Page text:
I'm not saying Silicon Valley hasn't delivered on many innovations it has promised. Oh, it did. And it'll continue to for as long as this goes. But it'll burst. That's what bubbles do.

There are voices who bellow to all who ask that this isn't the same as then and there's no worry. It's just a different economy altogether. The economy of the unicorns! It doesn't subscribe to usual economic stupid restrictive backwards thinking! And still, somehow, it appears that all who support this as perfectly normal stand to gain something from it. Just a thought.

Of course, something radical might change yet again in the world soon. It seems to be happening such an awful lot these days. But, until further notice, what looks and smells and sounds like a bubble and under analysis appears to have certain bubble-like qualities is a bubble.

And I'm not quite the only one who noticed. Some think that it's way worse than the dot-com bubble, what with the worse economic footing. Paul Cohn, an investor, made a very good point in Forbes:

             "Unlike the dotcom bubble where much of the value was in public stocks when the bubble burst, this time around we have built much of the unsustainable value in private company stock - the "Unicorns" that boast valuations in excess of $1 billion. I'm not a public stock analyst but overall stocks are not trading at outrageous P/E ratios.  Unicorns are. At some point, the Unicorns need to go public to provide their investors with a return on their investment. Some could be sold but at a certain valuation this becomes difficult. The Unicorns are growing their top lines very aggressively which is a positive. They are raising and burning a lot of money to do this. They ultimately will need to show a path to baseline profitability with attractive margins to justify their valuation. I'm skeptical that a lot will be able to do this.
            The tech bubble will burst. I think it is somewhat protected in the near term because the bubble hasn't spilled into the public markets in a material way. But it will burst - that's what bubbles do."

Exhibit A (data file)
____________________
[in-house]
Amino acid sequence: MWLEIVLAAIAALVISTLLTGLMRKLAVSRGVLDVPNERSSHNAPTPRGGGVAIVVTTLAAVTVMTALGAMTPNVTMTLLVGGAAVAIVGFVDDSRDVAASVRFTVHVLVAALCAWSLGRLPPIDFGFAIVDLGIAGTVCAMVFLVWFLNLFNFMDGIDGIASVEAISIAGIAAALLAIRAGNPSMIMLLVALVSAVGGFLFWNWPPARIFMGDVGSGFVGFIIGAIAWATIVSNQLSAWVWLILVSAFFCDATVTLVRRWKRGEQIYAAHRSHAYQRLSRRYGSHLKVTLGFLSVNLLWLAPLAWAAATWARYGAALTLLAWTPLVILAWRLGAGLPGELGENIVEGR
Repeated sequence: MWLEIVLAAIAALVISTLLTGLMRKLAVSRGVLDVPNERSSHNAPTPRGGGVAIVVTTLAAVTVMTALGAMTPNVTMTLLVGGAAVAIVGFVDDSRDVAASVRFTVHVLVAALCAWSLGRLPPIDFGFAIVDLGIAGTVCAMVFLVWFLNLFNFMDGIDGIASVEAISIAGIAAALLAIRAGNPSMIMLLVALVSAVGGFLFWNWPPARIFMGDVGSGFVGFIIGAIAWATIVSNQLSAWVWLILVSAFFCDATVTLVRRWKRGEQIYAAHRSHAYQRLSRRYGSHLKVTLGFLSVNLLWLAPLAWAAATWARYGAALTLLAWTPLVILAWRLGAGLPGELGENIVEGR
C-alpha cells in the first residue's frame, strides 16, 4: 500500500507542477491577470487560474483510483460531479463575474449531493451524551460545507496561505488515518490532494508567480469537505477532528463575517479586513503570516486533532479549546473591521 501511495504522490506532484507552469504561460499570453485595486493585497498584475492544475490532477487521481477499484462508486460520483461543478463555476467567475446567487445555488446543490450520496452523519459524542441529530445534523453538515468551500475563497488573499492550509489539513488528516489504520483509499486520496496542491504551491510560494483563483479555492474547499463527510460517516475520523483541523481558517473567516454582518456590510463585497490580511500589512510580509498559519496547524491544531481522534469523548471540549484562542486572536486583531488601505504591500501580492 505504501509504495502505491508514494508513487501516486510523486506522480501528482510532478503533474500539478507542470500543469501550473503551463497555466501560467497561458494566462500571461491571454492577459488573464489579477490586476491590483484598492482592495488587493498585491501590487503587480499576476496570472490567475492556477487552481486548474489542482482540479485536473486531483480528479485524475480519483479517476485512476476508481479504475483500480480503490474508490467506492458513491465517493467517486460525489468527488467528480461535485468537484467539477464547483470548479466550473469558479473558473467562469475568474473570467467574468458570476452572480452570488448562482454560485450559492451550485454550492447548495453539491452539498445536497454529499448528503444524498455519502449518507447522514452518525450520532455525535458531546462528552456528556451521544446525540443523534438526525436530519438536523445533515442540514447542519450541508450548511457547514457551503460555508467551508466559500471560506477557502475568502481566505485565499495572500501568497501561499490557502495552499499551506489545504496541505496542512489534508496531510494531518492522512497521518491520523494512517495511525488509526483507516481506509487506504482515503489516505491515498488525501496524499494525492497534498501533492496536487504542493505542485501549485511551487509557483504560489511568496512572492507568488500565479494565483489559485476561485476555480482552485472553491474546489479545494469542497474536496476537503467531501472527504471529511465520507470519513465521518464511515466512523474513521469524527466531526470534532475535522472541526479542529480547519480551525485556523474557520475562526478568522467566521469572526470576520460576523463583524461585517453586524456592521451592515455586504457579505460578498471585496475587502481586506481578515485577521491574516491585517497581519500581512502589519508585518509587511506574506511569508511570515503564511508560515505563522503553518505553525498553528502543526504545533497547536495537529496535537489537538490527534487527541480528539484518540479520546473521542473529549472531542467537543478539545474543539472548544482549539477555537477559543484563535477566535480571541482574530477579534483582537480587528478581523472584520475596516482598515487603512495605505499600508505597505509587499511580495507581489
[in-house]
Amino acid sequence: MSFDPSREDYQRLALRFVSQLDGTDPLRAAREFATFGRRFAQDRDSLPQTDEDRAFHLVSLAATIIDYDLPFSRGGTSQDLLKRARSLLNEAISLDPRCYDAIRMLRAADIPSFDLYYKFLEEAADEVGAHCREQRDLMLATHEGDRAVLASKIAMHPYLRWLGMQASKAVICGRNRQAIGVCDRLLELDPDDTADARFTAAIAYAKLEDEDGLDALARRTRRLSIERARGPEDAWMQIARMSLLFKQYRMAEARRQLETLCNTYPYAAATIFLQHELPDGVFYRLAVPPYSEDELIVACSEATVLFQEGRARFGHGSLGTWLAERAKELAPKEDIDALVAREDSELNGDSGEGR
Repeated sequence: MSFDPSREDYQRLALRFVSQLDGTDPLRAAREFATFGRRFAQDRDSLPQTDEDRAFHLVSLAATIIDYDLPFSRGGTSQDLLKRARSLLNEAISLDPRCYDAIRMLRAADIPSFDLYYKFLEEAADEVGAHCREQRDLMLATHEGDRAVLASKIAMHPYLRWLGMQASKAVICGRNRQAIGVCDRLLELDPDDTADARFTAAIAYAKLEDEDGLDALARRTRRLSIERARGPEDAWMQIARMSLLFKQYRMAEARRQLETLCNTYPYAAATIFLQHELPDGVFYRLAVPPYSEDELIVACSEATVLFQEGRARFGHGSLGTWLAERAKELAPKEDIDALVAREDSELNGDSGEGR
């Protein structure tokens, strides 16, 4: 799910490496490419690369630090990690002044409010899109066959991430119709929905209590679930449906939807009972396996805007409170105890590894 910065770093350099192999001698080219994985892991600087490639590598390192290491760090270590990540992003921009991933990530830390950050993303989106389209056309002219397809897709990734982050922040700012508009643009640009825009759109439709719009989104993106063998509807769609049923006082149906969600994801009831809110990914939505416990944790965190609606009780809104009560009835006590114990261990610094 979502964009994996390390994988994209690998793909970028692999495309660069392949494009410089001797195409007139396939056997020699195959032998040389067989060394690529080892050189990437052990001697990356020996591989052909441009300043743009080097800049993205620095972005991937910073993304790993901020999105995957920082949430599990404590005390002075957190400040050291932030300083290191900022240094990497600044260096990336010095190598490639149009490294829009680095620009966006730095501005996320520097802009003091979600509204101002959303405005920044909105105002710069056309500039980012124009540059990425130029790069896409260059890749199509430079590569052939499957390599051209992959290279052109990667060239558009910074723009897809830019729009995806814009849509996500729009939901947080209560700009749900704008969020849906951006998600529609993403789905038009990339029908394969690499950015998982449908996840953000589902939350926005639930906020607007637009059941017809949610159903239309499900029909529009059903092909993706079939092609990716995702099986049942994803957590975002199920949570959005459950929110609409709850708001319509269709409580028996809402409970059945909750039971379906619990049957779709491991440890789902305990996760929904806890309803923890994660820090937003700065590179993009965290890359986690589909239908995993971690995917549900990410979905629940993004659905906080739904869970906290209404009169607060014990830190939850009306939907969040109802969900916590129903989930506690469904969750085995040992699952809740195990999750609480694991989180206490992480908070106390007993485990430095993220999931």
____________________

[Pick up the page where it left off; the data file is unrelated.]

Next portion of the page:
"Last month Robert Bouroujerdi, chief investment officer at Goldman Sachs, and most definitely someone who does remember the last dotcom boom, published a report in which he cautioned of the growing risks presented by the meteoric rise of the Big Five tech behemoths: Apple, Amazon, Facebook, Alphabet and Microsoft.
Bouroujerdi noted that in the year to the start of June, these companies added a total of $600bn of market capitalisation – the equivalent of the gross domestic product of Hong Kong and South Africa combined. Parallels to the 1999-2000 crash are becoming increasingly evident, he said.
The note roiled the market, giving us a taste of just how nervy some of the investors in these companies are becoming. Apple shares fell 4 per cent, swiping about $30bn off the market capitalisation of the world’s most valuable company, and this was a relatively moderate warning. Just think of the impact a more harrowing premonition might have had."
In fact, during my research I started understanding that, altough few people call it out, many in Silicon Valley know it's a bubble. They just have no interest in admitting it. 

Some are probably in denial. I dunno.

Then again, if the AI Revolution delivers, it won't matter.